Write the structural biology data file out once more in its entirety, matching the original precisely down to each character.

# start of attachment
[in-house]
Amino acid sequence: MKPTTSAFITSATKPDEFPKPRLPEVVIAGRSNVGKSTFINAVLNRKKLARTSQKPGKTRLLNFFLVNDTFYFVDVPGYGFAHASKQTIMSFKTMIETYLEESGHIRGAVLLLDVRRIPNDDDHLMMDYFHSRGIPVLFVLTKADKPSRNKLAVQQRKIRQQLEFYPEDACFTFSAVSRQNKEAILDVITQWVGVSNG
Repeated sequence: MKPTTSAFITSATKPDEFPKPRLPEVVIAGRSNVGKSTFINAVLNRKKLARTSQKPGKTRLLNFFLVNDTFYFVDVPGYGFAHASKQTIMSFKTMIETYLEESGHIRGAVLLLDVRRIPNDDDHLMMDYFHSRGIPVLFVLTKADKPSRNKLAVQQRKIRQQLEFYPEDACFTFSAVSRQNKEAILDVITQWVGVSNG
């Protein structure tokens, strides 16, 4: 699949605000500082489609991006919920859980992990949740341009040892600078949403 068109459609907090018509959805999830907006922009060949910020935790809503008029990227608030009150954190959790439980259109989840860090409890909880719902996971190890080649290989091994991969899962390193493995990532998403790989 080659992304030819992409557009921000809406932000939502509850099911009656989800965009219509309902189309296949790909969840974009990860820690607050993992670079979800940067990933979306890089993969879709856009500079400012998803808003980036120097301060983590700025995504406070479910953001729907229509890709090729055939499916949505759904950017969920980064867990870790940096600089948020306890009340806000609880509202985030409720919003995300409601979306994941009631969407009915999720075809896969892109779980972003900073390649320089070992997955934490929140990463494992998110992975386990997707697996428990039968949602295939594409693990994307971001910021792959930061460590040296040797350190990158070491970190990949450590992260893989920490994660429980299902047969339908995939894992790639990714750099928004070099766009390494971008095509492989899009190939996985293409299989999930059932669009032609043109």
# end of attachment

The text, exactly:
[in-house]
Amino acid sequence: MKPTTSAFITSATKPDEFPKPRLPEVVIAGRSNVGKSTFINAVLNRKKLARTSQKPGKTRLLNFFLVNDTFYFVDVPGYGFAHASKQTIMSFKTMIETYLEESGHIRGAVLLLDVRRIPNDDDHLMMDYFHSRGIPVLFVLTKADKPSRNKLAVQQRKIRQQLEFYPEDACFTFSAVSRQNKEAILDVITQWVGVSNG
Repeated sequence: MKPTTSAFITSATKPDEFPKPRLPEVVIAGRSNVGKSTFINAVLNRKKLARTSQKPGKTRLLNFFLVNDTFYFVDVPGYGFAHASKQTIMSFKTMIETYLEESGHIRGAVLLLDVRRIPNDDDHLMMDYFHSRGIPVLFVLTKADKPSRNKLAVQQRKIRQQLEFYPEDACFTFSAVSRQNKEAILDVITQWVGVSNG
């Protein structure tokens, strides 16, 4: 699949605000500082489609991006919920859980992990949740341009040892600078949403 068109459609907090018509959805999830907006922009060949910020935790809503008029990227608030009150954190959790439980259109989840860090409890909880719902996971190890080649290989091994991969899962390193493995990532998403790989 080659992304030819992409557009921000809406932000939502509850099911009656989800965009219509309902189309296949790909969840974009990860820690607050993992670079979800940067990933979306890089993969879709856009500079400012998803808003980036120097301060983590700025995504406070479910953001729907229509890709090729055939499916949505759904950017969920980064867990870790940096600089948020306890009340806000609880509202985030409720919003995300409601979306994941009631969407009915999720075809896969892109779980972003900073390649320089070992997955934490929140990463494992998110992975386990997707697996428990039968949602295939594409693990994307971001910021792959930061460590040296040797350190990158070491970190990949450590992260893989920490994660429980299902047969339908995939894992790639990714750099928004070099766009390494971008095509492989899009190939996985293409299989999930059932669009032609043109």